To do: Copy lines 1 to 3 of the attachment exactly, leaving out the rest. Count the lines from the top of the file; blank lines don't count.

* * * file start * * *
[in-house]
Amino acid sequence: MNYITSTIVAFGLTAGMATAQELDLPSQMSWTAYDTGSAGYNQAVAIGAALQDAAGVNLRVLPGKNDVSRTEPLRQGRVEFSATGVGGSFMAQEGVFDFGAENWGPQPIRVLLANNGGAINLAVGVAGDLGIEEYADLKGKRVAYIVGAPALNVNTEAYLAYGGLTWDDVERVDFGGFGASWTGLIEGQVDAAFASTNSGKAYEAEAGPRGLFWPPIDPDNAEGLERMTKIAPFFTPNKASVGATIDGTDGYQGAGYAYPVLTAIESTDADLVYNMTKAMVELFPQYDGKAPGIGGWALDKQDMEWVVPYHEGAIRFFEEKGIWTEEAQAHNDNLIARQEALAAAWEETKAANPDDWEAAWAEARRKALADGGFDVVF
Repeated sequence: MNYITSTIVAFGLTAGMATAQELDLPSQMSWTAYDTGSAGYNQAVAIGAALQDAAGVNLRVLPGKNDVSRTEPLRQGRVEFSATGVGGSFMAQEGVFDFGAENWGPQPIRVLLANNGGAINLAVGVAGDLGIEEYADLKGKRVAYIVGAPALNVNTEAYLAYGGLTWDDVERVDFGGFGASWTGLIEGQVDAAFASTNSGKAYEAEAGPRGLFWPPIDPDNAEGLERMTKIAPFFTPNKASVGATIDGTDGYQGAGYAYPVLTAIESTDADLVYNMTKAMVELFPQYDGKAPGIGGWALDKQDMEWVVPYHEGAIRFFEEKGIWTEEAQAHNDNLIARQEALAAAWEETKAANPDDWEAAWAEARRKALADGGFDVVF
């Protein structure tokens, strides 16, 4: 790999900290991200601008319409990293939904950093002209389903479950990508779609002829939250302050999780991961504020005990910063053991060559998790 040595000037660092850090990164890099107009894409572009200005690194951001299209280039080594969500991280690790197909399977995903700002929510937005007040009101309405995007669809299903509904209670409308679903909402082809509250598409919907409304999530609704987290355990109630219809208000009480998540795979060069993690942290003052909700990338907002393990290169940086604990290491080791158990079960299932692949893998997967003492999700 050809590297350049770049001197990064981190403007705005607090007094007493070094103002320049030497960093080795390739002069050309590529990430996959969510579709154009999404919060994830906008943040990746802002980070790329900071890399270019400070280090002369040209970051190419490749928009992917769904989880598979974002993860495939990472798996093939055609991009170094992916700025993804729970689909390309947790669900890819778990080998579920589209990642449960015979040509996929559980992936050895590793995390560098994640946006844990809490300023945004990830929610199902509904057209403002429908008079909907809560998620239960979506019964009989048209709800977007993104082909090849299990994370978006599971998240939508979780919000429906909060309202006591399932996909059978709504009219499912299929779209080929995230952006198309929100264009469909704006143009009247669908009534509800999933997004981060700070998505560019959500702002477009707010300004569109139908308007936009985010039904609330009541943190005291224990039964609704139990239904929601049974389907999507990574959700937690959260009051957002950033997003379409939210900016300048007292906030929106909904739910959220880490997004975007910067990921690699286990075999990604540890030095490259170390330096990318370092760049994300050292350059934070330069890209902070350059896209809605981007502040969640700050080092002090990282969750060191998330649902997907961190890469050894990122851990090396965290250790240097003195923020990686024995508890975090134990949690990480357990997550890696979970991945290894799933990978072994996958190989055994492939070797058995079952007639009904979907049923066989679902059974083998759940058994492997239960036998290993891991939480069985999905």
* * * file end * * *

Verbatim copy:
[in-house]
Amino acid sequence: MNYITSTIVAFGLTAGMATAQELDLPSQMSWTAYDTGSAGYNQAVAIGAALQDAAGVNLRVLPGKNDVSRTEPLRQGRVEFSATGVGGSFMAQEGVFDFGAENWGPQPIRVLLANNGGAINLAVGVAGDLGIEEYADLKGKRVAYIVGAPALNVNTEAYLAYGGLTWDDVERVDFGGFGASWTGLIEGQVDAAFASTNSGKAYEAEAGPRGLFWPPIDPDNAEGLERMTKIAPFFTPNKASVGATIDGTDGYQGAGYAYPVLTAIESTDADLVYNMTKAMVELFPQYDGKAPGIGGWALDKQDMEWVVPYHEGAIRFFEEKGIWTEEAQAHNDNLIARQEALAAAWEETKAANPDDWEAAWAEARRKALADGGFDVVF
Repeated sequence: MNYITSTIVAFGLTAGMATAQELDLPSQMSWTAYDTGSAGYNQAVAIGAALQDAAGVNLRVLPGKNDVSRTEPLRQGRVEFSATGVGGSFMAQEGVFDFGAENWGPQPIRVLLANNGGAINLAVGVAGDLGIEEYADLKGKRVAYIVGAPALNVNTEAYLAYGGLTWDDVERVDFGGFGASWTGLIEGQVDAAFASTNSGKAYEAEAGPRGLFWPPIDPDNAEGLERMTKIAPFFTPNKASVGATIDGTDGYQGAGYAYPVLTAIESTDADLVYNMTKAMVELFPQYDGKAPGIGGWALDKQDMEWVVPYHEGAIRFFEEKGIWTEEAQAHNDNLIARQEALAAAWEETKAANPDDWEAAWAEARRKALADGGFDVVF